A young Staten Island mom married to an NYPD sergeant is accused of operating a prescription drug ring that was selling thousands of pills on the Jersey shore, the beach town that garnered international fame thanks to the hard-partying cast of MTV's 'Jersey Shore'.
Neighbors of 35-year-old Staten Island nurse, Angelique Sestito, expressed dismay and disgust after learning of the drug bust. "I just feel bad, because I know she has children, babies," said one neighbor on Crossfield Avenue, in the Annadale section of the borough. "It's horrible that she has kids, and she was doing something like that to other children."
Sestito was dressed in her blue hospital scrubs when she faced a federal judge in Brooklyn Thursday. She works at Richmond University Medical Center on Staten Island, but the federal complaint doesn't say whether she stole any drugs from the hospital. The complaint says the ten-member ring sold large quantities of Oxycodone, also called Oxycontin, a highly-addictive prescription medicine. DEA special agent in charge, John Gilbride, pointed out, "Prescription drug abuse is the fastest growing drug problem in America today."
The problem has been called "epidemic" on Staten Island, and it's received national attention in the last week, with the execution-style murders of four people inside a Long Island pharmacy. David Laffer of Medford, a former member of the U.S. Army National Guard who became a prescription drug addict, has been charged with killing four people before stealing more than 11,000 Oxycodone pills from Haven Pharmacy. His wife, Melinda Brady--also a pill popper--has been charged as an accomplice in the robbery.
In the Staten Island case, two men--Steven Punturieri and Louis D'Arpa--are the accused ringleaders. The Staten Island Advance did a study not so long ago, showing an enormous number of pain killer prescriptions being filled in that borough--with more than 115,000 of them being written in 2009 alone. That's more, per capita, than any other borough in the city .an average of one prescription drug script for every 4 or 5 people living on Staten Island.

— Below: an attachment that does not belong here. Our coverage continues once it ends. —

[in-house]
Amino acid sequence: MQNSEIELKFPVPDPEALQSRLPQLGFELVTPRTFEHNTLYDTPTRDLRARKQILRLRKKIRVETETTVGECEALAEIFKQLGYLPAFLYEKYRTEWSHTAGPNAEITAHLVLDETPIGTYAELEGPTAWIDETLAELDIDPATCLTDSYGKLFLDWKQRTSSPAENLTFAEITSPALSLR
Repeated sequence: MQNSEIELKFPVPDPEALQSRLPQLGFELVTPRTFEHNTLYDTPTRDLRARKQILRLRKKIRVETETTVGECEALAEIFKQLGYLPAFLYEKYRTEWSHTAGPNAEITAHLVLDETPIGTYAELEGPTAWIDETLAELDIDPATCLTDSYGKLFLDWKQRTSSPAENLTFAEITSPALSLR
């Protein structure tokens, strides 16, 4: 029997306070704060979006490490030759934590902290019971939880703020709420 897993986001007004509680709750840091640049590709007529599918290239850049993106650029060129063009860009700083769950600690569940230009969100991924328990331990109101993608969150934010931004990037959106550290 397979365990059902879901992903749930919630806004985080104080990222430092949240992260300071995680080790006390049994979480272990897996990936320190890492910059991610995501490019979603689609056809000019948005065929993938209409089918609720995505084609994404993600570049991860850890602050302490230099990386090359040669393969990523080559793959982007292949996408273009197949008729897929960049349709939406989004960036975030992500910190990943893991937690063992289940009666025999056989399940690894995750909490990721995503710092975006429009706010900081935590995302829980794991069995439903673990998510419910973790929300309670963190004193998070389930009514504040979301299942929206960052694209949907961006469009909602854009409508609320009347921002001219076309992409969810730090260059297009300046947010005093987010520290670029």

"Yes, the borough is very bad, probably one of the worst of the five," said Staten Island resident, Mike Neary. "When you eat one pill, after the first time, then you need two, three and four." Neary knew about the going prices for pills on the street. "Percocet is like $20 a pop; Xanax, like $5 a pop; and Oxy--it 's called Oxy80, like 80 mg--and it's $20 a pop for each pill."
Seven months ago, federal agents busted an 83-year-old doctor, Felix Lanting, on Staten Island, accusing him in a massive scheme to prescribe pills that were later sold on the street. One of his neighbors on Hunter Avenue, in the Grant City section, told PIX 11, "At least 20-25 cars were always parked around here. It looked like the people even had pill bottles in their hands. They were always on cell phones. Young. Ranging in age from 17, 18 all the way up to maybe late 40's. We felt so badly this was happening in our neighborhood, because we thought we had a good neighborhood. It goes to show you it's an epidemic on Staten Island. It's going on all over."
Back at Angelique Sestito's house on Crossfield Avenue--where an American flag craft hangs on the front door--there was no sign of any activity. But Pat Williams, who was babysitting her one year old granddaughter, Keira, had something to say about the case. "I think it's horrible. Innocent children are going to get addicted to this drug."Copyright © 2014, The Baltimore Sun